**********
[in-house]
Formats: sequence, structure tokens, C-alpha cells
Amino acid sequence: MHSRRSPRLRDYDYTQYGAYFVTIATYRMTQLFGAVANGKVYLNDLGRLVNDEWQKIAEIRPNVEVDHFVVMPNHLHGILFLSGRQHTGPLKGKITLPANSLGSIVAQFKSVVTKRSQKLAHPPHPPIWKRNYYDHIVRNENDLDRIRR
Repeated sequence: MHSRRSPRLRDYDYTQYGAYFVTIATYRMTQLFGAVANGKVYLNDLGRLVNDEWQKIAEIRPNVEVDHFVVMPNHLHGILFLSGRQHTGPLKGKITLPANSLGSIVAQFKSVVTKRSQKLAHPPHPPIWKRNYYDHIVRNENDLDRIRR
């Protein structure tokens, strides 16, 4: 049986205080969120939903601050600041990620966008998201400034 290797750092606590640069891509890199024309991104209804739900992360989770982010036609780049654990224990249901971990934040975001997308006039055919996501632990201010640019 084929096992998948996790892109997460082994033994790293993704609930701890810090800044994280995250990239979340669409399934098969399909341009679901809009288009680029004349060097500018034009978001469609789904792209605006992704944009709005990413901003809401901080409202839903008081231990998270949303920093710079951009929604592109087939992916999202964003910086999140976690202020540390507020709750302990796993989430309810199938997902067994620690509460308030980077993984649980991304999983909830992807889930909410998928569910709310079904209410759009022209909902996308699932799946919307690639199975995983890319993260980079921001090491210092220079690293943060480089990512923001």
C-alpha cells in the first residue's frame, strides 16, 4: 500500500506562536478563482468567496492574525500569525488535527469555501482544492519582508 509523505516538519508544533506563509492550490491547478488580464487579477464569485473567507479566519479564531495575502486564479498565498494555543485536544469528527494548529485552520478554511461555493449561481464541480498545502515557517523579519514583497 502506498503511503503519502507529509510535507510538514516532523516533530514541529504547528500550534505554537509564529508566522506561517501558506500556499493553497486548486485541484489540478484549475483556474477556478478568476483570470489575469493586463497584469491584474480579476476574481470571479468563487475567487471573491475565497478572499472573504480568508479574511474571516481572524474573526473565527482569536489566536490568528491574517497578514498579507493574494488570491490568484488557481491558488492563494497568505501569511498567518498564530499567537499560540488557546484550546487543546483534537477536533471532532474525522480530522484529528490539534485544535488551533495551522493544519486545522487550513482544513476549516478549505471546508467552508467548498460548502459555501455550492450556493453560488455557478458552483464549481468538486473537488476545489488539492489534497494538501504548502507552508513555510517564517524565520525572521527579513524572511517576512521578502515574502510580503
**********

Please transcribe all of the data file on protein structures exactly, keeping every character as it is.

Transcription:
[in-house]
Formats: sequence, structure tokens, C-alpha cells
Amino acid sequence: MHSRRSPRLRDYDYTQYGAYFVTIATYRMTQLFGAVANGKVYLNDLGRLVNDEWQKIAEIRPNVEVDHFVVMPNHLHGILFLSGRQHTGPLKGKITLPANSLGSIVAQFKSVVTKRSQKLAHPPHPPIWKRNYYDHIVRNENDLDRIRR
Repeated sequence: MHSRRSPRLRDYDYTQYGAYFVTIATYRMTQLFGAVANGKVYLNDLGRLVNDEWQKIAEIRPNVEVDHFVVMPNHLHGILFLSGRQHTGPLKGKITLPANSLGSIVAQFKSVVTKRSQKLAHPPHPPIWKRNYYDHIVRNENDLDRIRR
């Protein structure tokens, strides 16, 4: 049986205080969120939903601050600041990620966008998201400034 290797750092606590640069891509890199024309991104209804739900992360989770982010036609780049654990224990249901971990934040975001997308006039055919996501632990201010640019 084929096992998948996790892109997460082994033994790293993704609930701890810090800044994280995250990239979340669409399934098969399909341009679901809009288009680029004349060097500018034009978001469609789904792209605006992704944009709005990413901003809401901080409202839903008081231990998270949303920093710079951009929604592109087939992916999202964003910086999140976690202020540390507020709750302990796993989430309810199938997902067994620690509460308030980077993984649980991304999983909830992807889930909410998928569910709310079904209410759009022209909902996308699932799946919307690639199975995983890319993260980079921001090491210092220079690293943060480089990512923001």
C-alpha cells in the first residue's frame, strides 16, 4: 500500500506562536478563482468567496492574525500569525488535527469555501482544492519582508 509523505516538519508544533506563509492550490491547478488580464487579477464569485473567507479566519479564531495575502486564479498565498494555543485536544469528527494548529485552520478554511461555493449561481464541480498545502515557517523579519514583497 502506498503511503503519502507529509510535507510538514516532523516533530514541529504547528500550534505554537509564529508566522506561517501558506500556499493553497486548486485541484489540478484549475483556474477556478478568476483570470489575469493586463497584469491584474480579476476574481470571479468563487475567487471573491475565497478572499472573504480568508479574511474571516481572524474573526473565527482569536489566536490568528491574517497578514498579507493574494488570491490568484488557481491558488492563494497568505501569511498567518498564530499567537499560540488557546484550546487543546483534537477536533471532532474525522480530522484529528490539534485544535488551533495551522493544519486545522487550513482544513476549516478549505471546508467552508467548498460548502459555501455550492450556493453560488455557478458552483464549481468538486473537488476545489488539492489534497494538501504548502507552508513555510517564517524565520525572521527579513524572511517576512521578502515574502510580503